|Mike Piazza batted .318 as a rookie in the Dodgers days.|
As silly as it sounds, I had never put the two together. Whenever I heard the song, I thought that it was talking about a piazza in the sense of "Italian town square"—not, as now seems obvious, the actual New York catcher (duh). Read more after the jump...
But this led to a lot of Googling, and some other realizations. Part of the song goes:
San Francisco's calling us, the Giants and Mets will play
Piazza, New York catcher, are you straight or are you gay?
At the time, I just thought this was catchy and a little elliptical. But it turns out that it's actually referring to an entire back-and-forth between Piazza and the press over whether he was, in fact, straight or gay in 2002, during which he somehow managed to upset his father, his bishop, the Washington Post, and large chunks of the American LGBT community. And the precision seems to continue:
The catcher hits for .318 and catches every day
The pitcher puts religion first and rests on holidays
He goes into cathedrals and lies prostrate on the floor
He knows the drink affects his speed, he's praying for a doorway
Back into the life he wants and the confession of the bench
Life outside the diamond is a wrench
Mike Piazza was Rookie of the Year in 1993, when he batted an average of .318. But the problem is that he wasn't playing for the Mets then—he was still playing for the L.A. Dodgers. So he couldn't have been a New York catcher and hit for .318. He didn't catch every day, either, but close: he played 149 out of 162 games.
So that's a tolerable anachronism. But it's further complicated because of the whole bit about the pitcher. It seems to be an allusion to Sandy Koufax, who famously refused to pitch the first game of the World Series because it fell on Yom Kippur. But that was in 1965—and Koufax played for the recently relocated L.A. Dodgers. Nor does it seem like any of the stuff about alcoholism or cathedrals is anything other than elaborate fantasy.
The song seems to move back in time somehow. It starts ruminating over having a taste for historical interior design:
Elope with me Miss Private and we'll drink ourselves awake
We'll taste the coffee houses and award certificates
A privy seal to keep the feel of 1960s style
We'll comment on the decor and we'll help the passer by
But it doesn't actually claim to be happening in the 1960s. It's just confounding the 1960s, the early 1990s, and the early 2000s in the same historical moment. (The album the song is on, Dear Catastrophe Waitress, came out in 2003.) The song seems kind of 60s-ish, though, and makes one last allusion that I've always really liked:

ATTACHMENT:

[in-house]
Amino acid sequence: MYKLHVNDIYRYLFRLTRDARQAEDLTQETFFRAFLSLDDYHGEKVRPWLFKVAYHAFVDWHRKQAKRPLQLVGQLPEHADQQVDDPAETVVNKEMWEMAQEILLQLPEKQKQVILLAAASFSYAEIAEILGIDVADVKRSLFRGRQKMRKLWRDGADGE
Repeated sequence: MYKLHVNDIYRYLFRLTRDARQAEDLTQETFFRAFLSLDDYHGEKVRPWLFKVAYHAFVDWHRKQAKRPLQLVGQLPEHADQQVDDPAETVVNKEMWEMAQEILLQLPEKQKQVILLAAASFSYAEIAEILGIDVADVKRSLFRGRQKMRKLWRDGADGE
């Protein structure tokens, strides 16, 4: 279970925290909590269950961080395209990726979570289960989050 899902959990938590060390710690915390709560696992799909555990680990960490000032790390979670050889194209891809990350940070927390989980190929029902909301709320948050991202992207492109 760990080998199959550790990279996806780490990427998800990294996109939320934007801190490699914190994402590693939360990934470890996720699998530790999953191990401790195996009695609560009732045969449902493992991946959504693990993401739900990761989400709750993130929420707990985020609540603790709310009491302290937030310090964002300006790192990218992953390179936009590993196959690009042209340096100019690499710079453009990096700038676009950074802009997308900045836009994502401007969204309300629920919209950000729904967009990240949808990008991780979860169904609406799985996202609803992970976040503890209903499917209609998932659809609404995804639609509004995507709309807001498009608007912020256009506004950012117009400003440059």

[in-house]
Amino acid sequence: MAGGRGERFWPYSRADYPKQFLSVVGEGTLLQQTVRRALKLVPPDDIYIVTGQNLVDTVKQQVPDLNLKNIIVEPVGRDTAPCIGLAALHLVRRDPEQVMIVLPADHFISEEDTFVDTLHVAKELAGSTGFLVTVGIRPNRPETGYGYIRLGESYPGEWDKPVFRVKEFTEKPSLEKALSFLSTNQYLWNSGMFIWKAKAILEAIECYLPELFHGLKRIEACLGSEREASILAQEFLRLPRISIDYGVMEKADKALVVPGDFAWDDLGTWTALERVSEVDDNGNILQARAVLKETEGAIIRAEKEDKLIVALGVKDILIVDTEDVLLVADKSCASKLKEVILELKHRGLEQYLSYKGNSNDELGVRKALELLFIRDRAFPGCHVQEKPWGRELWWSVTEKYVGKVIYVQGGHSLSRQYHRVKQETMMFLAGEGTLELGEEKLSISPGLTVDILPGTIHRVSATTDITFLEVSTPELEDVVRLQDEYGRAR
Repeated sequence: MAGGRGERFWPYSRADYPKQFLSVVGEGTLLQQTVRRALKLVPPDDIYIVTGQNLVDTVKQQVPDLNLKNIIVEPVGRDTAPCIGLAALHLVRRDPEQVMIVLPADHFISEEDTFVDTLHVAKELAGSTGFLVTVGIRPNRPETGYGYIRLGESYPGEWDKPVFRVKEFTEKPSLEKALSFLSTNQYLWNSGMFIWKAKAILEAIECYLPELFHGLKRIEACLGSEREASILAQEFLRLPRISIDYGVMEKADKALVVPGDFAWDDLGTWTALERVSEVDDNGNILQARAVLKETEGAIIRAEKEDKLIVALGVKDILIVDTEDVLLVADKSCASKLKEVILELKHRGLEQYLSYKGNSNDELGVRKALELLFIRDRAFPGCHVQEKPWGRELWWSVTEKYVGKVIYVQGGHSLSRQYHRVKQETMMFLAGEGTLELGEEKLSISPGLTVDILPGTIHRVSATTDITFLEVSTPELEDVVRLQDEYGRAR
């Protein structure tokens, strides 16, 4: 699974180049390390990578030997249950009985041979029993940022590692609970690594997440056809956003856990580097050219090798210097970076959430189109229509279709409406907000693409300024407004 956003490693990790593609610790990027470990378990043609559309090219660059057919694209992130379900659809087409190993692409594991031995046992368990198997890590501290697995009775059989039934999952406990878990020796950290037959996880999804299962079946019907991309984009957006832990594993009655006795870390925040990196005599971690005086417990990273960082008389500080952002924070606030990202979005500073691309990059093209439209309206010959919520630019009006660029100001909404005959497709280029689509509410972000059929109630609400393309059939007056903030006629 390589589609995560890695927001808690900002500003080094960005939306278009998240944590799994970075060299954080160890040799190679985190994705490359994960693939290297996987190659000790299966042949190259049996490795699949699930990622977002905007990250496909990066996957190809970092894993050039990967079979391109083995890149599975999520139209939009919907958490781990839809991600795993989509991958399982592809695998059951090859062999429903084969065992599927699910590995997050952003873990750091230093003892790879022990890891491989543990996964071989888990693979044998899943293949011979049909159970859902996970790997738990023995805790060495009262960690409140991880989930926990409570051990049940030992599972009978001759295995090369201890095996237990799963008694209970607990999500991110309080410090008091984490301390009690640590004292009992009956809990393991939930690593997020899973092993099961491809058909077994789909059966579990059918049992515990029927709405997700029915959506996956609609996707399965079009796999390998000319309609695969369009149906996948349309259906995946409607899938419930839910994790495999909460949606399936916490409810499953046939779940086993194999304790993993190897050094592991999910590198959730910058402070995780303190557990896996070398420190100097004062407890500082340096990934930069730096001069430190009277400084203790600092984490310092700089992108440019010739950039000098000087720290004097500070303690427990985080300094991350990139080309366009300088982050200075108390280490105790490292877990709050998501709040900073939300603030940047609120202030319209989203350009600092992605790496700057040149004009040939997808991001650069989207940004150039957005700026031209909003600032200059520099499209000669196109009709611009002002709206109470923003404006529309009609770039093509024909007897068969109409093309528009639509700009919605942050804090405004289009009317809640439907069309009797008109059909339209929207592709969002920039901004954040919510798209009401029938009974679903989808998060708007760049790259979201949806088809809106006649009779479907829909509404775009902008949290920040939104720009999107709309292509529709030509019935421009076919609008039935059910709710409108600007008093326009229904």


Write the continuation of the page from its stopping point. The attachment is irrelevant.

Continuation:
I wish that you were here with me to pass the dull weekend
I know it wouldn't come to love, my heroine pretend
A lady stepping from the songs we love until this day
You'd settle for an epitaph like "Walk Away, Renée"
"Walk Away, Renée" was a 1966 one-hit wonder by a group called the Left Banke (sic). It was also pretty much my favorite song when I was 12. (That would have been the same year that Mike Piazza was vehemently denying that he was gay.)
I was really obsessed. I'd stay up late listening to the local oldies station (WQXC, Cool 101.1 Kalamazoo) on my clock-radio solely in the hopes of hearing this song. Once I heard it, I wanted to hear it again. If it came on the radio by chance, it would make my day.
This seems strange just eleven years later. I now have an mp3 of "Walk Away, Renée" that I can listen to whenever I like. And I listen to the "As Tears Go By"-style string lines, and the harpsichord, and the straining harmonization in the chorus, and wonder exactly what it was that made the song click for me—a song that now seems a little dated. But there's something about the slightly sappy wistfulness of the song that still makes it come alive.
Nowadays, hearing it says to me, You are twelve and waiting for your mom to leave work so you can go home. It is late autumn. The sun is setting. There's something so suburban about the whole song—"And when I see the sign that points one way / The lot we used to pass by every day"—something that just sounds like having a crush on someone for the first time in middle school, with that mild note of despair ("Don't walk away, Renée"—so oddly flipped into an imperative in the title).
The first time I heard "Piazza, New York Catcher," the baseball references went completely over my head. But just the mention of "Walk Away, Renée" was enough to make me fall in love with the song. It's about the sense of time passing, even within youth—about confusing the past and the present, not being able to tell the old from the new. Without possibly being intended to be, it's also for me a song about a twelve-year-old becoming obsessed with a piece of pop ephemera from the 1966. It's my privy seal to keep the feel of 1960s style.